There are a few reasonable definitions of Open Source, and "the SysEx protocol is open now that a user helped reverse engineer it" is not one of them. Collecting Kickstarter money for an "Open Source" project and then creating a closed product is really dishonest. I was ready to buy one and recommend it to my friends because it looks like a great piece of hardware. But now, I'm not so sure.
To jrussell and the others: The work you're doing on the editor is great, and very important I think. As a Linux-only audio user, a working editor with proper GUI is really a requirement to be able to use the thing!
As for the shared vs exclusive access: I would choose option 2, shared access for setting parameters. If reconnecting in shared mode is a problem (like you said, device ID might change etc.) then maybe you can have the user reconnect the device manually after flashing. That's no problem because you don't upgrade firmware all the time anyway. But changing parameters should work in a way that doesn't interrupt the workflow, hence shared.
I tried the editor and it does start on my Ubuntu 13.04 box. One cosmetic thing: The word "Sensitivity" below the "Global Sensitivity" knob is partially clipped. Other than that the UI looks fine. As I don't have the hardware yet, I couldn't test any more than that. I think I will wait until at least an officially supported version of the editor, including source, is available.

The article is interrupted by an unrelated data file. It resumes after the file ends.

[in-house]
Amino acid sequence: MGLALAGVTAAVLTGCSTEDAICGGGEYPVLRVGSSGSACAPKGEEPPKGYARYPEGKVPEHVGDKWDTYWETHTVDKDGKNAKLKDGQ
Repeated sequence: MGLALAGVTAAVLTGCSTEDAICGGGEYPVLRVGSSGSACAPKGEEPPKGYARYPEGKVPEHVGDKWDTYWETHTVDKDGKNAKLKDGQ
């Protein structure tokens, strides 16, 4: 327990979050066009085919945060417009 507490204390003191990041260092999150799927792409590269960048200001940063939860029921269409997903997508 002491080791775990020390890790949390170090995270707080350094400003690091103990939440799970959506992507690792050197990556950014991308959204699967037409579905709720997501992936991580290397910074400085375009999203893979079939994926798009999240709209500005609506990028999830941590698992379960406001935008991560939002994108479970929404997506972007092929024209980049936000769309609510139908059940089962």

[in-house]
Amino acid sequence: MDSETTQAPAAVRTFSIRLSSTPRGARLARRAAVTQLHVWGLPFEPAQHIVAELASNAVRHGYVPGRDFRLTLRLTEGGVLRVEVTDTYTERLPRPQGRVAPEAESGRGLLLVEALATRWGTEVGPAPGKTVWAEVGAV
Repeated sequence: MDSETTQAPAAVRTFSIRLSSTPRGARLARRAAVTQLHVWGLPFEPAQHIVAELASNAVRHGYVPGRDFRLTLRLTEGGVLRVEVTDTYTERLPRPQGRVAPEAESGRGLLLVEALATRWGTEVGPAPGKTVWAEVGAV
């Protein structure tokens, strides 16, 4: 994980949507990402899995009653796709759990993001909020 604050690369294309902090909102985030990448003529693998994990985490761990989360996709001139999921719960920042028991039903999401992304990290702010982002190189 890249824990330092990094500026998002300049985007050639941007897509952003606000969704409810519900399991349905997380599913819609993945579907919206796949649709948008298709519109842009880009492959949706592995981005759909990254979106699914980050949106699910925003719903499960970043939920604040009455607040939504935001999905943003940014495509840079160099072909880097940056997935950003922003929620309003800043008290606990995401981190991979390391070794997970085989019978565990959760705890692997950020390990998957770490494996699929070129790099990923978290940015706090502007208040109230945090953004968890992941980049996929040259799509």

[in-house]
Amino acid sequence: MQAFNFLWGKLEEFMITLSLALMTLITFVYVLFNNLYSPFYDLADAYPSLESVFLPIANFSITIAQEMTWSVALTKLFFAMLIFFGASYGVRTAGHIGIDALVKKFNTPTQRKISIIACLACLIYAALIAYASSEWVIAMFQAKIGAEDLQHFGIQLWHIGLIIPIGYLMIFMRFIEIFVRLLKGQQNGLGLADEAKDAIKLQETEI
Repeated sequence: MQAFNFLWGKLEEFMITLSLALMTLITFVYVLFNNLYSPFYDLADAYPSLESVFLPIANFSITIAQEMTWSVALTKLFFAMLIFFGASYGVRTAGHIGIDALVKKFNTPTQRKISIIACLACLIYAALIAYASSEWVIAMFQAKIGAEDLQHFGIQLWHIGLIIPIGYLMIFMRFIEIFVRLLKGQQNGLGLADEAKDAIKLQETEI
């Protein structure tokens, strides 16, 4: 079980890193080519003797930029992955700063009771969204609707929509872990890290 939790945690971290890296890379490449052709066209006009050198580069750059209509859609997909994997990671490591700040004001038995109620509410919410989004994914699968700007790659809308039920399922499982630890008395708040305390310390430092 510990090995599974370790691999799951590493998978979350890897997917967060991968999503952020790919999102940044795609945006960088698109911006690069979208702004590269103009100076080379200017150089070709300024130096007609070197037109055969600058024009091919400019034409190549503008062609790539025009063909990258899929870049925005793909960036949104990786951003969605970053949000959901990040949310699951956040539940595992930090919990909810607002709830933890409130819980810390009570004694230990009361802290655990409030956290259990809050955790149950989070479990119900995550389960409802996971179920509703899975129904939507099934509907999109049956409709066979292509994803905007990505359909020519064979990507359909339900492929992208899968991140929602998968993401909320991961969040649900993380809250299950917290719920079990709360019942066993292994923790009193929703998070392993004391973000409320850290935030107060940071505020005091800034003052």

To demcanulty: what do you think about making the firmware source code available? Others in this thread have made good points to convince management about the benefits of an open source community working with (and for) you.
It's great that you're convincing people to open up the editor, that's already more than you can say about the KORG Nano line for example... Being able to create alternate firmwares would be even more useful. Please, keep nagging your management to make this a product that can be really called Open Source, in some accepted sense of the word. You probably don't want to open up the schematics, but as others explained, you don't really have anything to lose and much to gain by opening up the firmware. (BTW: You talked about an expensive compiler; what processor does the quneo use?)